Rabbi Jason Rubenstein
This article was originally distributed through Yale University’s Slifka Center and is republished here with the permission of Rabbi Rubenstein. While it is addressed to Yale’s Jewish community, it is a transcendent message that I think all of us can relate to in this time of uncertainty and un-connectedness. This originally published in The Havok Journal on May 26, 2020.
Dear Yale Jewish community,
Along with this message, I am sending hopes for your safety, health, security, and even calm and joy. I know that for many of us, the last week has been a hard one – losses of loved ones, of future plans, and of paychecks that we have not yet absorbed. Please know that I, along with everyone here at Slifka Center, am eager to hear from you and to connect – whether over words of Torah, raw emotion, or financial precarity.
The world-changing potential of something as tiny as the RNA-particle that is SARS-CoV-2 defies comprehension. The only parallel I can grasp is the earliest stages of pregnancy. A positive test, a microscopic biological reality rendered visible by a solid line – and more recently, the first ultrasound, the sight and sound of an impossibly small heart beating over one hundred times a minute: tiny beginnings of life transform our lives – and our world – in ways previously unimaginable. The virus and the fetus are mirror images: the devastation and flourishing of human life, beginning invisibly and ultimately remaking the world.
The diameter of SARS-CoV-2 is roughly 100nm. It infects the much larger cells in our lungs; the immune response it triggers envelops the entire body. A six-foot radius of air around us carries its particles to others. Its contagious potential inspires mortal fear in those who care for the infected, and will leave life-long marks on children of first-responders who daily wonder “What happens if you and Daddy die?”. Because of this molecule and the unjustly distributed suffering our economy metes out, more than 40% of America’s mothers with children under 12 report not having enough food for their families. Half of the world stands to lose their income – all because of the radiant destructiveness of something too small for us to imagine. And then there are the next two generations of humanity, who will chart their lives on coordinates mapped out by COVID-19’s aftermath.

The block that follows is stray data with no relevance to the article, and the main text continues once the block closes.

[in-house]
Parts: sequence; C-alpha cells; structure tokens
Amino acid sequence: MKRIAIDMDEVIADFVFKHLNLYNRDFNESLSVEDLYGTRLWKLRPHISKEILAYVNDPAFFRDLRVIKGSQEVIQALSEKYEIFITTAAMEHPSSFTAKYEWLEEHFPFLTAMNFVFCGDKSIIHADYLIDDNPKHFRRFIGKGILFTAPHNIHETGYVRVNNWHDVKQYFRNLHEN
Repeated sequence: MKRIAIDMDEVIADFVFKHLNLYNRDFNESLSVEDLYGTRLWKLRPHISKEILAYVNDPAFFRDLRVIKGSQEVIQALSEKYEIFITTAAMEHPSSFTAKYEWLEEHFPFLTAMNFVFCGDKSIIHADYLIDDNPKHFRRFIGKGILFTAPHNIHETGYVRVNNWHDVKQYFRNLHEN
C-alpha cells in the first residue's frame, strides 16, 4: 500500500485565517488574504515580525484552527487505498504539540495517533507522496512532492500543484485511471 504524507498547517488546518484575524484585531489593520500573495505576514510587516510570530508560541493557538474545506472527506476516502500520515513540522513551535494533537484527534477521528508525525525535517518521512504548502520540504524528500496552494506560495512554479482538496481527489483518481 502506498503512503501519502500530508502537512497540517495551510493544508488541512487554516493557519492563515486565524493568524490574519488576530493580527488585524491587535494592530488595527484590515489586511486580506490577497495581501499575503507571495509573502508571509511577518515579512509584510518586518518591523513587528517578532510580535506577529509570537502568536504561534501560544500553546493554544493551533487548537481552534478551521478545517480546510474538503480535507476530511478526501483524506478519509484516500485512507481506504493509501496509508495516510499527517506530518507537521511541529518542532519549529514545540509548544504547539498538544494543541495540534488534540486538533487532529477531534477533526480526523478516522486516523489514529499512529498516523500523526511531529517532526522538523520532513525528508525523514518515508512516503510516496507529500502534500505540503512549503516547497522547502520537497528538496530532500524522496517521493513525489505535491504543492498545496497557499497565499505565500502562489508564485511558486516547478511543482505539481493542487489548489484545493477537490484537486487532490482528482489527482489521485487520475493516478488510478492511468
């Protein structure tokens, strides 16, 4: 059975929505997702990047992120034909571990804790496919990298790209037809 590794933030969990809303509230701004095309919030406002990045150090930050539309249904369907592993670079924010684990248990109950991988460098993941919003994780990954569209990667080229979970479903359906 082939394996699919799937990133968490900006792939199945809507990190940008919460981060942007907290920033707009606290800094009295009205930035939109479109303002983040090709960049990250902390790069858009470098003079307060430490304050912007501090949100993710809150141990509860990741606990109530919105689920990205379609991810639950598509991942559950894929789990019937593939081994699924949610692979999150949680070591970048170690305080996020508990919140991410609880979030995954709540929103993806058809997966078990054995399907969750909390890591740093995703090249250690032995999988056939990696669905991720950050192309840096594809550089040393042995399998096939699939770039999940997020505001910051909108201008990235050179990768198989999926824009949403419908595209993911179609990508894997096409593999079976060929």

I first imagined this type of spatial geometry in 2001, when Rabbi Shai Held taught a group of fearful Harvard undergraduates Yehuda Amicha’s deservedly famous poem, “The Radius of the Bomb” – as a way to digest our heartbreak at the bloodshed of the Second Intifada. Published in 1978, the poem is careful not to be confined to any one place, its global (and metaphysical) horizons anticipated in its location-less opening:
The diameter of the bomb was thirty centimeters
and the diameter of its effective range about seven meters,
with four dead and eleven wounded.
And around these, in a larger circle
of pain and time, two hospitals are scattered
and one graveyard. But the young woman
who was buried in the city she came from,
at a distance of more than a hundred kilometers,
enlarges the circle considerably,
and the solitary man mourning her death
at the distant shores of a country far across the sea
includes the entire world in the circle.
And I won’t even mention the howl of orphans
that reaches up to the throne of God and
a circle with no end (ein sof) and no God (ein Elohim).
The poem culminates in a picture of the destruction of human life – be it planned and intended, or the result of negligence and selfishness – reaching all the way to God, and beyond. Here Amichai’s Hebrew is theologically charged in a critical, untranslatable way. ‘Ein sof’ is not merely ‘no end’ – it is also the Kabbalistic name for God’s most transcendent point, utterly beyond, and unconcerned with, the world. Similarly, ‘Elohim’ is not merely ‘God’, but also the Divine name representing stern judgment; it is in contrast to the tetragrammaton, which signifies God’s inexhaustible compassion. So the poem’s closing line means both that the bomb’s destruction reaches beyond even God (which is close to meaning that there is no such thing as God) and that God is overcome by grief and loss, remade into an entirely loving, grieving being.
Amichai’s paradox has the air of truth to it. The COVID-19 pandemic is devastating to our health, our economy, our politics – and to our capacity for connection, hope, and belief. I experience this with the greatest force when I see trees blossoming on East Rock: the world proceeds with so little regard for our suffering in ways that are simultaneously beautiful and grotesque. These are moments of being on the perimeter of the circle with no end, and no God – they are the evenings when we are exhausted not of the body but of spirit when we struggle to bring ourselves to care. But at the same time, we find moments during these strange days of new clarity about what and who truly matters, of only now being able to focus and to sacrifice in ways that we never before have. If there is a revelatory moment in all this degradation, it is in finding the points of deepest care and compassion, where there is not and could not be a part of us or a part of God that is not moved, that is disconnected, that is not consumed by love.
In this coming week, may each of us, and those we love, be safe, and well – at peace, and able to help others. And, may we hold the hope-sapping and the despair-defying threads in our heart, weaving them into knots strong enough to hold truth, and to hold us together.
Rabbi Jason Rubenstein
Howard M. Holtzmann Jewish Chaplain at Yale